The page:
There’s been nary a day in the past decade that I haven’t had to set someone straight about the fact that I wrote my books for people, not women. My female colleagues report much of the same. We swap stories and shake our heads and laugh, but it isn’t funny. Because when an artist has to assert that her intended audience is all humans rather than those who happen to be of her particular gender or race, what she’s actually having to assert is the breadth and depth of her own humanity.

I don’t think there’s a secret commission of readers and editors dedicated to the mission of keeping women writers down. I think we live in a patriarchy, which means that everything we observe, desire and consume is in some essential way informed by gender assumptions that privilege men. Change can come from acknowledging and recalibrating the context in which we receive the story, the sentence, the sound. It’s about realizing that the truth can be found when we close our eyes and listen.

Cheryl Strayed is the author of the #1 New York Times best seller “Wild,” the New York Times best seller “Tiny Beautiful Things,” and the novel “Torch.” Strayed’s writing has appeared in “The Best American Essays,” The New York Times Magazine, Vogue, Salon, Tin House, The Rumpus — where she wrote the popular “Dear Sugar” advice column — and elsewhere. The movie adaptation of “Wild,” starring Reese Witherspoon, was released in December. Strayed holds an MFA in fiction writing from Syracuse University and a bachelor’s degree from the University of Minnesota. She lives in Portland, Ore., with her husband and their two children.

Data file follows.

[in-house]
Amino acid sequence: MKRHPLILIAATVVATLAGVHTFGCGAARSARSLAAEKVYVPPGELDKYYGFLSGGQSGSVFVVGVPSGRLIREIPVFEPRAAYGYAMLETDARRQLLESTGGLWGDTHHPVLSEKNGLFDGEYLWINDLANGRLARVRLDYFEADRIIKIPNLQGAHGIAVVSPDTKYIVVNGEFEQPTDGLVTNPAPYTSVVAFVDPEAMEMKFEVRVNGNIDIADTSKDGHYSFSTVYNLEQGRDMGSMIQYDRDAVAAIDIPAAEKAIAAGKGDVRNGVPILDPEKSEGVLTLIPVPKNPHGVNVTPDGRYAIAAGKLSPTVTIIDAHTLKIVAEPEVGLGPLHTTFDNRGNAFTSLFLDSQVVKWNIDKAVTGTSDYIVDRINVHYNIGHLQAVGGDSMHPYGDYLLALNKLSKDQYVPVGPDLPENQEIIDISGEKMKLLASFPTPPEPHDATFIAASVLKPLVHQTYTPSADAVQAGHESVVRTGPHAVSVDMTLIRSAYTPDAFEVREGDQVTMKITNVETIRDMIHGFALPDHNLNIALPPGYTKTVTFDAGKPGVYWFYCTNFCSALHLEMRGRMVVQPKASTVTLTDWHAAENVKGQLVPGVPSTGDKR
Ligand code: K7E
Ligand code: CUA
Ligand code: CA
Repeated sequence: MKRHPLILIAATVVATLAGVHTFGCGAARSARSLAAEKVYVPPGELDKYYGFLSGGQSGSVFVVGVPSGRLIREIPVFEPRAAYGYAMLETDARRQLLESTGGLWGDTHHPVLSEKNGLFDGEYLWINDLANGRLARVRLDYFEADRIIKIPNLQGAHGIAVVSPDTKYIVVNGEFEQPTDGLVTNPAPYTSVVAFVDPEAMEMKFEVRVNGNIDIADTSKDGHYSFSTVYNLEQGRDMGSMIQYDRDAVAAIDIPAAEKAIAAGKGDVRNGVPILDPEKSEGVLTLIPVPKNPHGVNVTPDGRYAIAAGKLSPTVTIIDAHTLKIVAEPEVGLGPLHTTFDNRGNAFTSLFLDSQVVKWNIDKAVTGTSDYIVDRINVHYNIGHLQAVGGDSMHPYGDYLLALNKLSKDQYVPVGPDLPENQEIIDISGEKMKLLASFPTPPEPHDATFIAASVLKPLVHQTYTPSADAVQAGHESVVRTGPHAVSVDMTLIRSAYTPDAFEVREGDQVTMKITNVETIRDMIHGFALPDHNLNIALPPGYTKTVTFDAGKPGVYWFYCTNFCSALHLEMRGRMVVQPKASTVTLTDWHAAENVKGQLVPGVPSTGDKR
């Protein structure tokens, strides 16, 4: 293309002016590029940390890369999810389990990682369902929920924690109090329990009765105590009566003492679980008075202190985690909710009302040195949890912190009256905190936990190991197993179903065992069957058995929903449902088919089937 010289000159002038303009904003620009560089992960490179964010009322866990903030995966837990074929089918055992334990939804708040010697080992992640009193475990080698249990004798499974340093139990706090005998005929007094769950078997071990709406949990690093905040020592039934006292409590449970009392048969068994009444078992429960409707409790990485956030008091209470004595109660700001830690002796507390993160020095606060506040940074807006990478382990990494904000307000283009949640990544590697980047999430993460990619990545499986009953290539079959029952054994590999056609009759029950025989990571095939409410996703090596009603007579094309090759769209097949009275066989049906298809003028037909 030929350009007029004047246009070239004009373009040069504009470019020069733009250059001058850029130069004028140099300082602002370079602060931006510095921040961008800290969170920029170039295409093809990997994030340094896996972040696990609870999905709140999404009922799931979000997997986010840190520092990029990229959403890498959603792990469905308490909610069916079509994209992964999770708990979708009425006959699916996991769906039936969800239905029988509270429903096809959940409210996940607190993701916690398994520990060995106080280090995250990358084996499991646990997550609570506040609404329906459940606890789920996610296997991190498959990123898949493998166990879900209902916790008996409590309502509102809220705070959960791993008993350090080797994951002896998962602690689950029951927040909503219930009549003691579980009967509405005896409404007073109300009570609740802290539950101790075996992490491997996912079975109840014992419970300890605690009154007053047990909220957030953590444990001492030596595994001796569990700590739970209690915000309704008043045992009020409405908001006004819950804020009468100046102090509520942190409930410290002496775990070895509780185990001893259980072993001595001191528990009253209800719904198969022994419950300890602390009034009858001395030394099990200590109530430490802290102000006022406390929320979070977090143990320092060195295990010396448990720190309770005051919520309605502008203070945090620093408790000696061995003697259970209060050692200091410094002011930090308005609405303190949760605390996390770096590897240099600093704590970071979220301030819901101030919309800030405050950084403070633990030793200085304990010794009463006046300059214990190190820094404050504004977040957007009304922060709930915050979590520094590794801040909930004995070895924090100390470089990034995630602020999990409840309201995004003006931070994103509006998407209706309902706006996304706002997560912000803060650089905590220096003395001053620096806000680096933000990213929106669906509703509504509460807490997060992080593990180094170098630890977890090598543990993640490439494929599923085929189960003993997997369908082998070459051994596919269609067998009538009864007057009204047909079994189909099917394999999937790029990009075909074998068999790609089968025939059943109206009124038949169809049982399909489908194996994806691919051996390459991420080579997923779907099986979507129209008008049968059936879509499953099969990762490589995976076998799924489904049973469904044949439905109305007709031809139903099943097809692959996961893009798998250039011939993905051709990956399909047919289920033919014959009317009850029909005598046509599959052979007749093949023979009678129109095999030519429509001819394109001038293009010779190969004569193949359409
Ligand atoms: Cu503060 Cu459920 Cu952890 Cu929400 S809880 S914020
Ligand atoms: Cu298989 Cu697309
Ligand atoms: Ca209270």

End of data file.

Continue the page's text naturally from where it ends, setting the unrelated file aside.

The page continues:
◆ ◆ ◆

By Pankaj Mishra

Cultural authority has been endowed on those who document men in full.

“The American Will,” George Santayana wrote in 1911, “inhabits the skyscraper; the American Intellect inhabits the colonial mansion. The one is the sphere of the American man; the other, at least predominantly, of the American woman.” Like many turn-of-the-century thinkers, Santayana was worried about the marginal nature of intellectual and creative work in the United States; he couldn’t help defining it as essentially feminine and contrasting it to the “aggressive enterprise” of men in industry and business.

A split between the public sphere of action and the private one of emotions and feelings characterizes life in the secularized modern world. Santayana witnessed its extreme manifestation in a society predicated on endless expansion — a continuous exertion of the will to action that has made “domestic fiction” long seem interchangeable with “woman’s fiction.” By 1911, the roles of women in post-Civil War America had already moved far away from the prescriptions of “Little Women.” In “The House of Mirth” (1905), Edith Wharton had exposed a growing restlessness even within the more luxurious mansions. But the stereotypes of the expansionist New World — the gendering of the home for women, and the world for men — have stubbornly persisted.